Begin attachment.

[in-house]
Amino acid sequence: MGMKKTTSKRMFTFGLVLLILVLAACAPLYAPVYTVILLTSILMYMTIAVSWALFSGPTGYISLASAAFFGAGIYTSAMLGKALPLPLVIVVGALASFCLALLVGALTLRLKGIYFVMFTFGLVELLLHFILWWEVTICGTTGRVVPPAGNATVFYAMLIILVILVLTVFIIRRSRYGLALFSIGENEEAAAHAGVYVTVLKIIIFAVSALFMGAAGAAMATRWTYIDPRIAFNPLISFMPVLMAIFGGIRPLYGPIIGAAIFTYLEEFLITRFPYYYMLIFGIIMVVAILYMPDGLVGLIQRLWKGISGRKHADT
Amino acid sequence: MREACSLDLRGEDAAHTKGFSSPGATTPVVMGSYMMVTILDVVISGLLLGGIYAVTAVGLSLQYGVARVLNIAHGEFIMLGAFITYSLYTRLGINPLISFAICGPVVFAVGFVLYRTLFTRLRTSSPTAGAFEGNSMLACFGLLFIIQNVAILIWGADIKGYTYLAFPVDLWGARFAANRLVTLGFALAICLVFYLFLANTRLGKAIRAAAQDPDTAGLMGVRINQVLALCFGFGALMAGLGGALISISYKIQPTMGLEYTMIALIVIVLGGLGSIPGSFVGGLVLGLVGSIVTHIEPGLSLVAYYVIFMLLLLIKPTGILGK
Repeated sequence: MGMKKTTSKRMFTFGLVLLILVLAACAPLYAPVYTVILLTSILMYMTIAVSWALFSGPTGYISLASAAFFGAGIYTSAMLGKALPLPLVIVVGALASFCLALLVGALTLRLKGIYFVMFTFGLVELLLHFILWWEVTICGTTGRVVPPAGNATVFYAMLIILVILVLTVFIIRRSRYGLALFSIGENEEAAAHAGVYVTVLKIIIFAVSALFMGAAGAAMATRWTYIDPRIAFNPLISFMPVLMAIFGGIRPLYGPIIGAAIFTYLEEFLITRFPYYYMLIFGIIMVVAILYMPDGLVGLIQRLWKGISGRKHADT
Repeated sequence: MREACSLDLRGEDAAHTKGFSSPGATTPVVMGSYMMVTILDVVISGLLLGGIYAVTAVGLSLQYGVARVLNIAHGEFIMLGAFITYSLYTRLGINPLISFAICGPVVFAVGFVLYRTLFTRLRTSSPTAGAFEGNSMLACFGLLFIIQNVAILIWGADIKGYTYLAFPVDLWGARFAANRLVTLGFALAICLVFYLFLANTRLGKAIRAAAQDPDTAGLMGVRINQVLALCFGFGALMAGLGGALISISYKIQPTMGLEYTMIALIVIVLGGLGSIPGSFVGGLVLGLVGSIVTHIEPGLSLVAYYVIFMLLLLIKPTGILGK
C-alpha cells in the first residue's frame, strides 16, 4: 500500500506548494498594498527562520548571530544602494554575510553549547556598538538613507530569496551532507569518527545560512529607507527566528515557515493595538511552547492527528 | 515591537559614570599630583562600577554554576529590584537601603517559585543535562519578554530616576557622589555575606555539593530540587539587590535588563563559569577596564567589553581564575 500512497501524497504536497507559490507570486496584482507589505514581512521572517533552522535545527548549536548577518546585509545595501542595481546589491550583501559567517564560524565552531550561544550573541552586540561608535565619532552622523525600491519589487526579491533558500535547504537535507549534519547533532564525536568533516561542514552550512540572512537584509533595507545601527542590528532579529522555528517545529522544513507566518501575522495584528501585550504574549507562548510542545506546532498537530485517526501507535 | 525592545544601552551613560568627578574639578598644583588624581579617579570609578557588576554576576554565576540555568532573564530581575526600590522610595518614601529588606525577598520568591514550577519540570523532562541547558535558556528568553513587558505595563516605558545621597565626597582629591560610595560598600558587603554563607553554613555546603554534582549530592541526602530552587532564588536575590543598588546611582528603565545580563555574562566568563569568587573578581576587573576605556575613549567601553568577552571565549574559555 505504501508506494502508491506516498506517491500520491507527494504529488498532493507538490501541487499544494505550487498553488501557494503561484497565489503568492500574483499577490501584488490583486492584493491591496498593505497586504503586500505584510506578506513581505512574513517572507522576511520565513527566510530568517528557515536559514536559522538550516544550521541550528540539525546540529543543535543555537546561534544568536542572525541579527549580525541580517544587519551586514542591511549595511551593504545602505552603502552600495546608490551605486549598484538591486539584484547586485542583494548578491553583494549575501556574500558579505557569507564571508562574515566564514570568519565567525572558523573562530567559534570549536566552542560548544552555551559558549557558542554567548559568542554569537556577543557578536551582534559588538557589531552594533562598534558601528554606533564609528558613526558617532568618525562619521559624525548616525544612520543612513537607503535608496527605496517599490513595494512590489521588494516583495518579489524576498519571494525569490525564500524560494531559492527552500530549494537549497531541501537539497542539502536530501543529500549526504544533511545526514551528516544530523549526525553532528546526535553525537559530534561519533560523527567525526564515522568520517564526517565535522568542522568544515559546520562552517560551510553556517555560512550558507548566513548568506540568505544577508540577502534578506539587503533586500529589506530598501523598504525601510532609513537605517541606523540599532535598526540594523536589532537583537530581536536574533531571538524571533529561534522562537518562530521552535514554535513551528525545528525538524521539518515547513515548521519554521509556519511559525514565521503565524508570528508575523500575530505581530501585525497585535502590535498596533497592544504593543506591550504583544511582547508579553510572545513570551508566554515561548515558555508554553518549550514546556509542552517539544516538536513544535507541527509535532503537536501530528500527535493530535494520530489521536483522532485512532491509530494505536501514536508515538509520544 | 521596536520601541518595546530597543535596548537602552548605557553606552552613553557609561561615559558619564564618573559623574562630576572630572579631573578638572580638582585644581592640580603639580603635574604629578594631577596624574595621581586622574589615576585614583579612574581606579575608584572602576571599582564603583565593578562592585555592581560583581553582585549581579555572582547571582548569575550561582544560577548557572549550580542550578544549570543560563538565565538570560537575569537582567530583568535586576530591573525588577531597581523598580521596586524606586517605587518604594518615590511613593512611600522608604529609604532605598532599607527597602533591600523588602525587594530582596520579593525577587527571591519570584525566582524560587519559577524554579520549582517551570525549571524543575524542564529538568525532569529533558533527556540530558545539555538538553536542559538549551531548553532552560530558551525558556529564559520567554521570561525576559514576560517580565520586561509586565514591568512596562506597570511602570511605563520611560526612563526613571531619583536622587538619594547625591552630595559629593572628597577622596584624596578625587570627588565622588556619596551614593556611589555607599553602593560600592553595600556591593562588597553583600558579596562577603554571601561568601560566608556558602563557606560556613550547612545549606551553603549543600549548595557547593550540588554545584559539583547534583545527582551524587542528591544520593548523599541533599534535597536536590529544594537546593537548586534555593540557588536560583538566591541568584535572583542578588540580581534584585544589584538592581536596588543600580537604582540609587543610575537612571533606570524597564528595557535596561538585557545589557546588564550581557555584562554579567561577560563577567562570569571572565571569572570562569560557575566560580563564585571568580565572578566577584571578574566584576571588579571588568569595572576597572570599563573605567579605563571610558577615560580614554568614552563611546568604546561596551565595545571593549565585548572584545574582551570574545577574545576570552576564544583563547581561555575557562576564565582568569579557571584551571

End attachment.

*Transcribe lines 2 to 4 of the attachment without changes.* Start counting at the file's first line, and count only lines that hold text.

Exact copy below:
Amino acid sequence: MGMKKTTSKRMFTFGLVLLILVLAACAPLYAPVYTVILLTSILMYMTIAVSWALFSGPTGYISLASAAFFGAGIYTSAMLGKALPLPLVIVVGALASFCLALLVGALTLRLKGIYFVMFTFGLVELLLHFILWWEVTICGTTGRVVPPAGNATVFYAMLIILVILVLTVFIIRRSRYGLALFSIGENEEAAAHAGVYVTVLKIIIFAVSALFMGAAGAAMATRWTYIDPRIAFNPLISFMPVLMAIFGGIRPLYGPIIGAAIFTYLEEFLITRFPYYYMLIFGIIMVVAILYMPDGLVGLIQRLWKGISGRKHADT
Amino acid sequence: MREACSLDLRGEDAAHTKGFSSPGATTPVVMGSYMMVTILDVVISGLLLGGIYAVTAVGLSLQYGVARVLNIAHGEFIMLGAFITYSLYTRLGINPLISFAICGPVVFAVGFVLYRTLFTRLRTSSPTAGAFEGNSMLACFGLLFIIQNVAILIWGADIKGYTYLAFPVDLWGARFAANRLVTLGFALAICLVFYLFLANTRLGKAIRAAAQDPDTAGLMGVRINQVLALCFGFGALMAGLGGALISISYKIQPTMGLEYTMIALIVIVLGGLGSIPGSFVGGLVLGLVGSIVTHIEPGLSLVAYYVIFMLLLLIKPTGILGK
Repeated sequence: MGMKKTTSKRMFTFGLVLLILVLAACAPLYAPVYTVILLTSILMYMTIAVSWALFSGPTGYISLASAAFFGAGIYTSAMLGKALPLPLVIVVGALASFCLALLVGALTLRLKGIYFVMFTFGLVELLLHFILWWEVTICGTTGRVVPPAGNATVFYAMLIILVILVLTVFIIRRSRYGLALFSIGENEEAAAHAGVYVTVLKIIIFAVSALFMGAAGAAMATRWTYIDPRIAFNPLISFMPVLMAIFGGIRPLYGPIIGAAIFTYLEEFLITRFPYYYMLIFGIIMVVAILYMPDGLVGLIQRLWKGISGRKHADT